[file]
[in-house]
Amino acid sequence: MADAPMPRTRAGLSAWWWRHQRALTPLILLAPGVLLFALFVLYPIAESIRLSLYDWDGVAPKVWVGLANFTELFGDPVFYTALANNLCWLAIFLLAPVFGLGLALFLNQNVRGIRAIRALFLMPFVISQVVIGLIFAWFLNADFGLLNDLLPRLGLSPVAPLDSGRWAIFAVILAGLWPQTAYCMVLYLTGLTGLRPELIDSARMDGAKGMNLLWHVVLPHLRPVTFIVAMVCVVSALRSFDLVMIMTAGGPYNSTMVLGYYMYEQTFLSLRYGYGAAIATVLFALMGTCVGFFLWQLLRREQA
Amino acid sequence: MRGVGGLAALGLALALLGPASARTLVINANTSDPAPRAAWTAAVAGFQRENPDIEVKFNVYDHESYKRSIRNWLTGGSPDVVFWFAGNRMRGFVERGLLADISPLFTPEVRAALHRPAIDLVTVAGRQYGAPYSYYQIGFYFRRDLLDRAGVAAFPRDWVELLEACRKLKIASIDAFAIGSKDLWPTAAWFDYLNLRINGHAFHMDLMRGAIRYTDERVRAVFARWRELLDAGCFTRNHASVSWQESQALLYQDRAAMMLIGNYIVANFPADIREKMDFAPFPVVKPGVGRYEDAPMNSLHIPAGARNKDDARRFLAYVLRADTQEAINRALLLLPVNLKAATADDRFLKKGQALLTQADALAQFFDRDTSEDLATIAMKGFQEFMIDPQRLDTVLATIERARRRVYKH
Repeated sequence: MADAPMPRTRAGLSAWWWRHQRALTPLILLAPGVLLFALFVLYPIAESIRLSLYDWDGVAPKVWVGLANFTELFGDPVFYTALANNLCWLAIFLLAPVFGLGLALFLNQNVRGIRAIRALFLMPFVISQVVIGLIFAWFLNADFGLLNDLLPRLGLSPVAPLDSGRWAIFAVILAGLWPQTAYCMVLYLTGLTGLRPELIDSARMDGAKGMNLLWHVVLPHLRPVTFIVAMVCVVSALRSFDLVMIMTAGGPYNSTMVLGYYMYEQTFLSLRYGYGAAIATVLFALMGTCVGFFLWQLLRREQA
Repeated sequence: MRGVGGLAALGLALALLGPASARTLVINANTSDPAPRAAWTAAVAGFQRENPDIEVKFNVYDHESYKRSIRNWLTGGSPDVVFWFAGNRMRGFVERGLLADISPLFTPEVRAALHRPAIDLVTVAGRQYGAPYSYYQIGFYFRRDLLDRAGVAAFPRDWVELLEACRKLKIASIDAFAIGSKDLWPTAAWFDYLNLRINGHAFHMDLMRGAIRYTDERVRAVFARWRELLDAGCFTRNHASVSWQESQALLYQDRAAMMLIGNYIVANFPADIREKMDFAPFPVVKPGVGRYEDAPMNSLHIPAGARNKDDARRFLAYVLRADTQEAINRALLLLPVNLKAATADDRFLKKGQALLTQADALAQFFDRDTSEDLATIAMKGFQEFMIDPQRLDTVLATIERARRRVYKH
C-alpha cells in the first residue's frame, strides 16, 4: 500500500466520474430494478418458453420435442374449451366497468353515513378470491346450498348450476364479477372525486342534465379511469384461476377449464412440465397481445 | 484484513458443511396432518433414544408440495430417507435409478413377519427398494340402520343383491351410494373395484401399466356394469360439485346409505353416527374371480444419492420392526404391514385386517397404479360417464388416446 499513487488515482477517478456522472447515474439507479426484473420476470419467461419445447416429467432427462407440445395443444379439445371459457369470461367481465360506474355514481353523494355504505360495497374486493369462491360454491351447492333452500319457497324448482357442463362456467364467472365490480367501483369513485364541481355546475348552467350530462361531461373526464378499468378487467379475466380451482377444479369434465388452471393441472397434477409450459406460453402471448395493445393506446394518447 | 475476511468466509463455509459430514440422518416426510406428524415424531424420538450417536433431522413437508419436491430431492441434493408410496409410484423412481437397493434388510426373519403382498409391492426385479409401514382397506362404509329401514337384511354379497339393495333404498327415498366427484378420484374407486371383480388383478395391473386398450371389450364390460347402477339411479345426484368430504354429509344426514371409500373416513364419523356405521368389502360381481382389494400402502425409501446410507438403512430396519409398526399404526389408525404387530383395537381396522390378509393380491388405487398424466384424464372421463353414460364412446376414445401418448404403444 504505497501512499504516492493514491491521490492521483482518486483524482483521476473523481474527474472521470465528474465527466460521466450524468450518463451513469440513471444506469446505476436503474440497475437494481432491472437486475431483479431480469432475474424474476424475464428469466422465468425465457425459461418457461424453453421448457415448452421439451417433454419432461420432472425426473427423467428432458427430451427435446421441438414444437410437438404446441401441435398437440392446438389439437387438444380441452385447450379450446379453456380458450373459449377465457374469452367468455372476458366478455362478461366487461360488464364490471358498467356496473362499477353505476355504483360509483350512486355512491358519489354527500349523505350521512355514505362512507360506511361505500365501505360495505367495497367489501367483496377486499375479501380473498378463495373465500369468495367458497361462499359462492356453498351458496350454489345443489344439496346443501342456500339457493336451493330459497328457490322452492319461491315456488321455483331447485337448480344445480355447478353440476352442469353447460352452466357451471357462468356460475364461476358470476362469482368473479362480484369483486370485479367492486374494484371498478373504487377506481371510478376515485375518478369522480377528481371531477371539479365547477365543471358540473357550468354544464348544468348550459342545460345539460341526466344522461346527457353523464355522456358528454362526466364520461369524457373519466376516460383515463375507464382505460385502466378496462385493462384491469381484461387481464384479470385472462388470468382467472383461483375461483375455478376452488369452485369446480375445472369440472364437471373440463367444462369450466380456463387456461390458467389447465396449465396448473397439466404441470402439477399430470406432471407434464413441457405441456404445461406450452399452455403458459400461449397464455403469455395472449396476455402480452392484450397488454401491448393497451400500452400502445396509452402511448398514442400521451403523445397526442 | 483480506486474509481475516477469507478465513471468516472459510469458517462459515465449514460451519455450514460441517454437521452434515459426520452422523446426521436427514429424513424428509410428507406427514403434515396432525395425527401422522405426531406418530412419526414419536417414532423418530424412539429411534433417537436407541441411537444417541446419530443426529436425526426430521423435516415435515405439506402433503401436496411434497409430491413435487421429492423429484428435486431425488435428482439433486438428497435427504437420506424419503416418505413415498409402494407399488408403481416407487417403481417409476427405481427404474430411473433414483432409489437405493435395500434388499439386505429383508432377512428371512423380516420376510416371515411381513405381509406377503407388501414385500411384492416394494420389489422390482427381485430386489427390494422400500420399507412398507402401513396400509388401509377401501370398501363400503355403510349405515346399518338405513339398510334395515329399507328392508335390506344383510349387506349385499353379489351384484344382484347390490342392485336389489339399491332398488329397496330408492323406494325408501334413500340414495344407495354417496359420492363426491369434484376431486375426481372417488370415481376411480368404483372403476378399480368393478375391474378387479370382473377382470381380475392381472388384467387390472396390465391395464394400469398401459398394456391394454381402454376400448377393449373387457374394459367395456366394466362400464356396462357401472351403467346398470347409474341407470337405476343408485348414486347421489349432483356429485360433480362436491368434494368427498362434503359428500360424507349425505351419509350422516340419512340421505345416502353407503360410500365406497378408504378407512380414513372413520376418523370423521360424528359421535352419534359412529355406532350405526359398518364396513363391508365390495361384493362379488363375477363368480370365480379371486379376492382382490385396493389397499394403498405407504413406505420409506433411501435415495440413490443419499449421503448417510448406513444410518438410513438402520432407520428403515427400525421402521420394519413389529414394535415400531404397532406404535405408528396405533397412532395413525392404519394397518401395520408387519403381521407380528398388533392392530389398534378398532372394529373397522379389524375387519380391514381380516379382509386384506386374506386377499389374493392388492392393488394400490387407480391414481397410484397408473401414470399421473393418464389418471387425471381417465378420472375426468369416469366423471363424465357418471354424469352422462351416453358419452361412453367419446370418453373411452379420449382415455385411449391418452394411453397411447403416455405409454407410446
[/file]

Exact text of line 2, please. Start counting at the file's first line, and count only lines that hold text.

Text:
Amino acid sequence: MADAPMPRTRAGLSAWWWRHQRALTPLILLAPGVLLFALFVLYPIAESIRLSLYDWDGVAPKVWVGLANFTELFGDPVFYTALANNLCWLAIFLLAPVFGLGLALFLNQNVRGIRAIRALFLMPFVISQVVIGLIFAWFLNADFGLLNDLLPRLGLSPVAPLDSGRWAIFAVILAGLWPQTAYCMVLYLTGLTGLRPELIDSARMDGAKGMNLLWHVVLPHLRPVTFIVAMVCVVSALRSFDLVMIMTAGGPYNSTMVLGYYMYEQTFLSLRYGYGAAIATVLFALMGTCVGFFLWQLLRREQA